Salvation Army serves up meals for truckers in Oregon

Truckers’ Table keeps supply chain going.

By Melissa Landon–

Kraig Cochran, who works for TC-2 Trucking, encountered an unusual phenomenon one day when he stopped at his usual fueling station off of I-5 Exit 233 in Albany, Oregon. 

“I saw a trailer sitting there, and on the back wall there was a sign that said, ‘Free Food for Truckers,’” Cochran said. “I thought, ‘Well, that’s weird.’” Cochran went to investigate and found Lieutenant Charles DeJesus, who greeted him and offered a hot meal with chicken, rice and beans.

The Salvation Army Albany Corps set up Truckers’ Table at Exit 233 in Albany beginning May 10 to provide free meals for truckers as many of these essential workers had trouble finding somewhere to park and get a hot meal amid the COVID-19 pandemic.

In the first 10 days, Truckers’ Table provided 200 meals to truckers. Free meals were distributed Monday-Saturday from 2-7 p.m. through June 10.

DeJesus said the idea for Trucker’s Table came from a conversation with his wife.

“My wife, who is from out East, was talking to her friend who is a trucker, and she discovered that many truckers are experiencing food insecurity,” he said. “They can’t pull through a drive-through window, and when they were finding food supplies, they were overpriced or weren’t good quality.”

After obtaining a temporary permit to set up Truckers’ Table, DeJesus recruited volunteers from local Christian churches to staff the project. Volunteers are preparing and serving meals such as barbecue chicken, meatloaf with mashed potatoes, spaghetti and hamburgers with bacon.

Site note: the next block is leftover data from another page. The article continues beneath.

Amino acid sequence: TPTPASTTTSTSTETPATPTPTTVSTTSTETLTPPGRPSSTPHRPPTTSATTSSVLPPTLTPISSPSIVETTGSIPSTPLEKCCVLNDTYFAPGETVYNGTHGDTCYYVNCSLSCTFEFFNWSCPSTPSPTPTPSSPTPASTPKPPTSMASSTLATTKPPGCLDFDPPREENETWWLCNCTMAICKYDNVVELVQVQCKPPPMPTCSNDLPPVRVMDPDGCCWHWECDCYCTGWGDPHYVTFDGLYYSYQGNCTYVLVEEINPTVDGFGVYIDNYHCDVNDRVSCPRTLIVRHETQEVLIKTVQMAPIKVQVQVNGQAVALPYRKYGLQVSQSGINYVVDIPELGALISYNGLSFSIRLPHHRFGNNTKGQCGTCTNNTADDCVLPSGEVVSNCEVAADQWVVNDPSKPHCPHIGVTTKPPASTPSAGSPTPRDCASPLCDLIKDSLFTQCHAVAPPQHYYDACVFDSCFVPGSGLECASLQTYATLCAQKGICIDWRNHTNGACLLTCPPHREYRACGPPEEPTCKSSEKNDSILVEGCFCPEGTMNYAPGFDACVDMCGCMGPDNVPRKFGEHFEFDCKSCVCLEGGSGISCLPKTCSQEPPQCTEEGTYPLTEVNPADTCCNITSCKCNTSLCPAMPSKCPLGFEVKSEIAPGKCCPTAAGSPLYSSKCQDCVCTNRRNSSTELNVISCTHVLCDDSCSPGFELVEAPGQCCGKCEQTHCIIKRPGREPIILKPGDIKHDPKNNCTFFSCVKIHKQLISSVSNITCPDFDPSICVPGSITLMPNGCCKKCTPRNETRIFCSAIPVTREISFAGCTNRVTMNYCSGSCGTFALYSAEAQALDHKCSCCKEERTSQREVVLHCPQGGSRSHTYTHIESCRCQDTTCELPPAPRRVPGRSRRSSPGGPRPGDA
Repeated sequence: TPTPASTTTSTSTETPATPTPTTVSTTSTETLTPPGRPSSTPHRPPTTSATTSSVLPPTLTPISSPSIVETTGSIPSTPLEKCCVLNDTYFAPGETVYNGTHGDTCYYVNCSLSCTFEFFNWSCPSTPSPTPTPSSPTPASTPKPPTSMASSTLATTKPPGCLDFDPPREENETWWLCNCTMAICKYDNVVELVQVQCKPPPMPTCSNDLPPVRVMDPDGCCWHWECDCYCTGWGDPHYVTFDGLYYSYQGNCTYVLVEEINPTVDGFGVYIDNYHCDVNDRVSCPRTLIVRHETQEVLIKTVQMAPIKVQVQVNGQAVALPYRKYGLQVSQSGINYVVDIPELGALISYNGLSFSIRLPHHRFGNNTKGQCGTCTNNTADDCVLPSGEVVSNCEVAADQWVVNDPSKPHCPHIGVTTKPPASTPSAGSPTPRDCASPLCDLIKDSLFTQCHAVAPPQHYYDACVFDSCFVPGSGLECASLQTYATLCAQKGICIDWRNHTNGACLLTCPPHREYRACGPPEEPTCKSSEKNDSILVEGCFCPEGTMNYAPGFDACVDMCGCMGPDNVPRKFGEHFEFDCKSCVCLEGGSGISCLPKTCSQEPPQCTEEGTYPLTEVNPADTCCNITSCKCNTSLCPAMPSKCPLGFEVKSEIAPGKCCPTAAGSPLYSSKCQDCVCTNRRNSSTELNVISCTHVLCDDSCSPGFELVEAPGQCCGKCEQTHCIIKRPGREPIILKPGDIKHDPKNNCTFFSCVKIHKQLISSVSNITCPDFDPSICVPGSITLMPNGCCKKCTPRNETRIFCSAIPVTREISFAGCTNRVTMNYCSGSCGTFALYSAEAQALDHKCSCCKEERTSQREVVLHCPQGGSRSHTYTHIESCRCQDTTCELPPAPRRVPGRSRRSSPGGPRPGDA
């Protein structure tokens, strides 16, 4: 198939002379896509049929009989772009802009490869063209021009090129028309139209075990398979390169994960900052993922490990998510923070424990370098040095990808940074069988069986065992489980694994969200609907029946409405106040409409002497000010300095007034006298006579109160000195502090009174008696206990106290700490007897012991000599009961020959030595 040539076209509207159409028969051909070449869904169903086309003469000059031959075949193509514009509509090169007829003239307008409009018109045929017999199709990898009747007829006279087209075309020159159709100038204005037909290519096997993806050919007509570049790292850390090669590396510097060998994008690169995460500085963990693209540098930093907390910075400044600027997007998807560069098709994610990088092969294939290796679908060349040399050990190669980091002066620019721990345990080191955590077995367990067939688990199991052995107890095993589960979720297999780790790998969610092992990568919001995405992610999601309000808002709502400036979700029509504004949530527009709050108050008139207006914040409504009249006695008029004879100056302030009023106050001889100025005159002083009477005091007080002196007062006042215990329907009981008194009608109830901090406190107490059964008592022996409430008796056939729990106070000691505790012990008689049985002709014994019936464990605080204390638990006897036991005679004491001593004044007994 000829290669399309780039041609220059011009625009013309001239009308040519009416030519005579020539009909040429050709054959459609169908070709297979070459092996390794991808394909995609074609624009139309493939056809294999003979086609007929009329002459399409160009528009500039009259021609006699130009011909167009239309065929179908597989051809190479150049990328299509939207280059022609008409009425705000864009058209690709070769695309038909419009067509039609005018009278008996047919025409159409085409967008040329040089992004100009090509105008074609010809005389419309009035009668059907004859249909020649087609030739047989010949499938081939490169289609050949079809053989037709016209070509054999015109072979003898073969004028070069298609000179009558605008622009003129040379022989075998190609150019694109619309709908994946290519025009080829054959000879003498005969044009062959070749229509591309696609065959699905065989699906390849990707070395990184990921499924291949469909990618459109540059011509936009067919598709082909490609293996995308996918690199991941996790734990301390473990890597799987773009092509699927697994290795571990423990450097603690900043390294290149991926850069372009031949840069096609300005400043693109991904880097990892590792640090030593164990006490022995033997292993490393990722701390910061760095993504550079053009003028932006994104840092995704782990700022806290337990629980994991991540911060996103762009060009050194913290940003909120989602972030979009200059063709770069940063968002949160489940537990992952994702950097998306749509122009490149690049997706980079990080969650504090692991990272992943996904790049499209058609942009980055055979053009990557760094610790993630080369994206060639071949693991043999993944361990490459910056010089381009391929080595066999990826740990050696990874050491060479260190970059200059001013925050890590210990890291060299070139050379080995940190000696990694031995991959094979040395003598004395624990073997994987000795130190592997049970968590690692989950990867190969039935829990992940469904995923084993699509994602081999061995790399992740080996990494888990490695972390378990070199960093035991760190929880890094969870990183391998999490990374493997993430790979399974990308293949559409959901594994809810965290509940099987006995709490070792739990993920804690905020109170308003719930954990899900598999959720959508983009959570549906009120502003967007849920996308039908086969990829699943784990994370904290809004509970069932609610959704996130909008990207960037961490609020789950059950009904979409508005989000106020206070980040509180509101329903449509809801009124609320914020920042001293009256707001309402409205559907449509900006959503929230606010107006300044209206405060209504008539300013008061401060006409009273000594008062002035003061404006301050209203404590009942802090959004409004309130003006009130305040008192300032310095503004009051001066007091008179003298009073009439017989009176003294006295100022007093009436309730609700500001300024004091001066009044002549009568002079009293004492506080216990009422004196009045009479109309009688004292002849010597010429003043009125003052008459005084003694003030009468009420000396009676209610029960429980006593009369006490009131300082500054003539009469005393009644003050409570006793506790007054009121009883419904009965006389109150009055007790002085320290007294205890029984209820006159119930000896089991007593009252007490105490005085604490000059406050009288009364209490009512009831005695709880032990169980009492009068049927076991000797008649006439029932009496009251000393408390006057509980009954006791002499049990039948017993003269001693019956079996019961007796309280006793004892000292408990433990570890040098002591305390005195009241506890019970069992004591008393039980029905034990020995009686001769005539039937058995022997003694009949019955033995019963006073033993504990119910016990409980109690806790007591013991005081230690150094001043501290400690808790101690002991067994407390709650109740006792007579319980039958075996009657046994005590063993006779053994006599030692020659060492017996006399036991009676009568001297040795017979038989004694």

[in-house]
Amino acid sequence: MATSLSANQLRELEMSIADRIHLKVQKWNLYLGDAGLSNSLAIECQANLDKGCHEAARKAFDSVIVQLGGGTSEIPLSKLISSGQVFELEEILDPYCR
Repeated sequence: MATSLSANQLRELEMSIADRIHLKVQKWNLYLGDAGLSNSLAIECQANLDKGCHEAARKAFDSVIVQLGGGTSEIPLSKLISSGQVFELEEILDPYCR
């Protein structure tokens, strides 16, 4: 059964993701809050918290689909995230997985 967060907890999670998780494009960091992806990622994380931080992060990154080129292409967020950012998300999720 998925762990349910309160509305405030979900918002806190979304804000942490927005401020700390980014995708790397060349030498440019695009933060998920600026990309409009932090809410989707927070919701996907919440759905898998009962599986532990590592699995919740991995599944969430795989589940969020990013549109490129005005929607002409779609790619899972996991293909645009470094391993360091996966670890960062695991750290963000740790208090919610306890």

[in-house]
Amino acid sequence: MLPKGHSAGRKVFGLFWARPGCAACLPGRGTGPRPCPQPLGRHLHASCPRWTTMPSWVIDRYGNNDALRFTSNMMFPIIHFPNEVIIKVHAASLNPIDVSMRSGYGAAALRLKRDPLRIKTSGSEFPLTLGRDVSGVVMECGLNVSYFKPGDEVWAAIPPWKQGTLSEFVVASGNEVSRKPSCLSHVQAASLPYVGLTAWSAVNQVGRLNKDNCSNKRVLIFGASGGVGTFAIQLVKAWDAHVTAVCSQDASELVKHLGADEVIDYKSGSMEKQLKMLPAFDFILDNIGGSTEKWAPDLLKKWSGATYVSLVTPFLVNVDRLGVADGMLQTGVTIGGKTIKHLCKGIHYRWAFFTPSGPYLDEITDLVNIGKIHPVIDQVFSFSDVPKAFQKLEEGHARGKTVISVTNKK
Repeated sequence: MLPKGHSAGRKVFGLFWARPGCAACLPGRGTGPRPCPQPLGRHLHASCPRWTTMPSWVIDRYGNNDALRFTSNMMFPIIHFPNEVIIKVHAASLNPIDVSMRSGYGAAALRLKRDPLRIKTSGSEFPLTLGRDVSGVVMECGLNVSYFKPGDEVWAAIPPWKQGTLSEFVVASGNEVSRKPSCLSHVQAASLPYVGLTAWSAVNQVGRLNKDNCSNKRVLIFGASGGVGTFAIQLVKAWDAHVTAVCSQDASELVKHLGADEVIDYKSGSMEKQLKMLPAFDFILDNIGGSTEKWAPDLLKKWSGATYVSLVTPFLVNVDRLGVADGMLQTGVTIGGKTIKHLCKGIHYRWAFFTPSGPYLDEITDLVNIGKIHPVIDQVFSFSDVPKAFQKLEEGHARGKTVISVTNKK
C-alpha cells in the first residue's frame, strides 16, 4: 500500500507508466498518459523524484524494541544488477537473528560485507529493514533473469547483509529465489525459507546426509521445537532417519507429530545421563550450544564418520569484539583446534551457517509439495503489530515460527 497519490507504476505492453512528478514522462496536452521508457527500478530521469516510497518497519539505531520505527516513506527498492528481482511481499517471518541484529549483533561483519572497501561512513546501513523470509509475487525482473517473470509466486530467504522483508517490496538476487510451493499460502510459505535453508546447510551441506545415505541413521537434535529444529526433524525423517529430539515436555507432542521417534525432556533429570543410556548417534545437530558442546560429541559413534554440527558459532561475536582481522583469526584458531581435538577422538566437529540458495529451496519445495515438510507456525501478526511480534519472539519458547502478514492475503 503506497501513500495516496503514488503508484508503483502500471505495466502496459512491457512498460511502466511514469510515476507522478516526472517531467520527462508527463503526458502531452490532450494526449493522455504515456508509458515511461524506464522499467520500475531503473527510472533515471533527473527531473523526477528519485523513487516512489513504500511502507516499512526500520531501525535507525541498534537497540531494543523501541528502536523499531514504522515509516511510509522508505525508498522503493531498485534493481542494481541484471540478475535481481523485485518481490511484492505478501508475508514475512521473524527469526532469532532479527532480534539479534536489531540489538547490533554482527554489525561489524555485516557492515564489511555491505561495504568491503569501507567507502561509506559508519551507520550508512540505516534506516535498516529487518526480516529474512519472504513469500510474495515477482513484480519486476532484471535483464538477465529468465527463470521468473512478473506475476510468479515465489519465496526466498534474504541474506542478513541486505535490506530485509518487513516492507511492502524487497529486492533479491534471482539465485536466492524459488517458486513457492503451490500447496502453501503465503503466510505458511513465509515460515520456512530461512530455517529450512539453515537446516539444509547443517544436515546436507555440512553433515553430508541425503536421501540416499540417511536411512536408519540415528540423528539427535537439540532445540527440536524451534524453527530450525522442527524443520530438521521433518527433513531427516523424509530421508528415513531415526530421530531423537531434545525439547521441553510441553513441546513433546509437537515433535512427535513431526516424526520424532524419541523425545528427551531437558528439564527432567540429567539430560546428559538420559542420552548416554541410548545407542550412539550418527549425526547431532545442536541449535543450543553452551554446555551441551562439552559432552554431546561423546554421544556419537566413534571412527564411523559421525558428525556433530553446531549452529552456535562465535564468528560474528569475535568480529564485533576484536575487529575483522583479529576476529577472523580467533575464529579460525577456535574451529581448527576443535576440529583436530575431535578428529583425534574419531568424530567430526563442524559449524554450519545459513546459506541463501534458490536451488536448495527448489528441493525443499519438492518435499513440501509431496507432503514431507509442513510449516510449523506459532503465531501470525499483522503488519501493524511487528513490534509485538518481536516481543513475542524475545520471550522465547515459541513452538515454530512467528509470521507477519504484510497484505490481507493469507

Cochran said that in early April, he took a work trip from Portland to Indianapolis and noticed a lot of restaurants and truck stops were closed, and the few stops that were open only had limited menus. 

“The spaghetti from Truckers’ Table was a good change of pace,” he said.

One driver named Dennis gave Truckers’ Table a shoutout and even interviewed DeJesus in a video on his Facebook page called Truckers TV. 

“Getting ready to enjoy lunch at the Truckers’ Table here off the I-5 exit 233 in Albany, Oregon,” Dennis wrote. “Today’s menu: chili and rice! I cannot thank you enough for all the hard work and dedication that you provide us truckers with hot meals. I am so thankful to receive this meal on the road.”

DeJesus said he enjoyed getting to know the truckers and hearing their stories.

“It’s been about more than just the food,” he said. “It’s been less a ministry of feeding and more a ministry of presence. I’m just blown away by the character and work ethic of these truckers. They have a good sense of pride in what they’re doing.”

DeJesus said that even when the volunteers told the truckers the meals were free, many of them wanted to give back in some way. 

“After 10 days, we opened the counter kettle and found $125 in there. These guys were so generous,” DeJesus said. “One woman, teary-eyed, approached the counter with a $10 bill. ‘Where can I donate?’ she asked. We told her, ‘Oh, we are doing this for free!’ The woman replied, ‘Oh no, you don’t understand. My husband is a trucker, and I love what you’re doing.’”

Deb Powell, executive director of Love INC of Linn County, served as a volunteer preparing and serving meals for Truckers’ Table. 

“I think the most fun part of serving was having the opportunity to have conversations with people I wouldn’t normally get to talk to,” she said. “The truckers shared their stories.”

She said the length of the conversations indicated the truckers were looking not only for a good meal but also for people to chat with during their journeys. Cochran has been back four times for a meal since he discovered Truckers’ Table. 

“It’s nice to be appreciated,” he said. “Being a trucker is a tough job, with long stretches of boredom with doses of sheer terror and anxiety. What Charles is doing through Truckers’ Table is really nice.”


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